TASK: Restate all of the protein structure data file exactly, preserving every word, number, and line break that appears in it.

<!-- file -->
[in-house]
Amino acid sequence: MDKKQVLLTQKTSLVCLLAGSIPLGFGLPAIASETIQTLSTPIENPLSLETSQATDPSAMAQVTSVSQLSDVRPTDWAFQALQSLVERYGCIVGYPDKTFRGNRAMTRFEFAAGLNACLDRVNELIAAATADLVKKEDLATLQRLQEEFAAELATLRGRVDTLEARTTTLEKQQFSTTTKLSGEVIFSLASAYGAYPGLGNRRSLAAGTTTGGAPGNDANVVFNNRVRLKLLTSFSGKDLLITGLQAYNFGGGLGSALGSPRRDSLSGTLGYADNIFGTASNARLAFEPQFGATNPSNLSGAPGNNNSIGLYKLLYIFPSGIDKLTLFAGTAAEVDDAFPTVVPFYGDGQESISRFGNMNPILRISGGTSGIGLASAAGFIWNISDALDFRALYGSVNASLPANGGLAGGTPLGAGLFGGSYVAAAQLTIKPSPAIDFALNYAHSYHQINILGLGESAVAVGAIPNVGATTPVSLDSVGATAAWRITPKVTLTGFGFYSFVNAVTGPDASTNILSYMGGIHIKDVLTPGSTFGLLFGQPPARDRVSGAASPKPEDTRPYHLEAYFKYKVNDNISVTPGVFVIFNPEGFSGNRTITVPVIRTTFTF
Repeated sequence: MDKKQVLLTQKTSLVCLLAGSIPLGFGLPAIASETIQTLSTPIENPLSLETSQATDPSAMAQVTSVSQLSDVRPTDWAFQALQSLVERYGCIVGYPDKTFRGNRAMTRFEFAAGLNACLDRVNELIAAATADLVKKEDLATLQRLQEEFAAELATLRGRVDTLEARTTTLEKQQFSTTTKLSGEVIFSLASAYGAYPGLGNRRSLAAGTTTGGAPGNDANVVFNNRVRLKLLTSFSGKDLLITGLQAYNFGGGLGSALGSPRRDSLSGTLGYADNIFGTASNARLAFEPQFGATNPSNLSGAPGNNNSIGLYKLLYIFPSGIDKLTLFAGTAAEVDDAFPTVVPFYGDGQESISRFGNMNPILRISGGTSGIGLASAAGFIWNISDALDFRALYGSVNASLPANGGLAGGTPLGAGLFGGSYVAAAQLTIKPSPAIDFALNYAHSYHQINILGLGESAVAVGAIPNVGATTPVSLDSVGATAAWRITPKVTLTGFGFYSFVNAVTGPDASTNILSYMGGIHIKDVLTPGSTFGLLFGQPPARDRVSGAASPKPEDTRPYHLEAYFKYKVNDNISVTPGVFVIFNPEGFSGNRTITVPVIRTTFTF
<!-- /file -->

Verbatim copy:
[in-house]
Amino acid sequence: MDKKQVLLTQKTSLVCLLAGSIPLGFGLPAIASETIQTLSTPIENPLSLETSQATDPSAMAQVTSVSQLSDVRPTDWAFQALQSLVERYGCIVGYPDKTFRGNRAMTRFEFAAGLNACLDRVNELIAAATADLVKKEDLATLQRLQEEFAAELATLRGRVDTLEARTTTLEKQQFSTTTKLSGEVIFSLASAYGAYPGLGNRRSLAAGTTTGGAPGNDANVVFNNRVRLKLLTSFSGKDLLITGLQAYNFGGGLGSALGSPRRDSLSGTLGYADNIFGTASNARLAFEPQFGATNPSNLSGAPGNNNSIGLYKLLYIFPSGIDKLTLFAGTAAEVDDAFPTVVPFYGDGQESISRFGNMNPILRISGGTSGIGLASAAGFIWNISDALDFRALYGSVNASLPANGGLAGGTPLGAGLFGGSYVAAAQLTIKPSPAIDFALNYAHSYHQINILGLGESAVAVGAIPNVGATTPVSLDSVGATAAWRITPKVTLTGFGFYSFVNAVTGPDASTNILSYMGGIHIKDVLTPGSTFGLLFGQPPARDRVSGAASPKPEDTRPYHLEAYFKYKVNDNISVTPGVFVIFNPEGFSGNRTITVPVIRTTFTF
Repeated sequence: MDKKQVLLTQKTSLVCLLAGSIPLGFGLPAIASETIQTLSTPIENPLSLETSQATDPSAMAQVTSVSQLSDVRPTDWAFQALQSLVERYGCIVGYPDKTFRGNRAMTRFEFAAGLNACLDRVNELIAAATADLVKKEDLATLQRLQEEFAAELATLRGRVDTLEARTTTLEKQQFSTTTKLSGEVIFSLASAYGAYPGLGNRRSLAAGTTTGGAPGNDANVVFNNRVRLKLLTSFSGKDLLITGLQAYNFGGGLGSALGSPRRDSLSGTLGYADNIFGTASNARLAFEPQFGATNPSNLSGAPGNNNSIGLYKLLYIFPSGIDKLTLFAGTAAEVDDAFPTVVPFYGDGQESISRFGNMNPILRISGGTSGIGLASAAGFIWNISDALDFRALYGSVNASLPANGGLAGGTPLGAGLFGGSYVAAAQLTIKPSPAIDFALNYAHSYHQINILGLGESAVAVGAIPNVGATTPVSLDSVGATAAWRITPKVTLTGFGFYSFVNAVTGPDASTNILSYMGGIHIKDVLTPGSTFGLLFGQPPARDRVSGAASPKPEDTRPYHLEAYFKYKVNDNISVTPGVFVIFNPEGFSGNRTITVPVIRTTFTF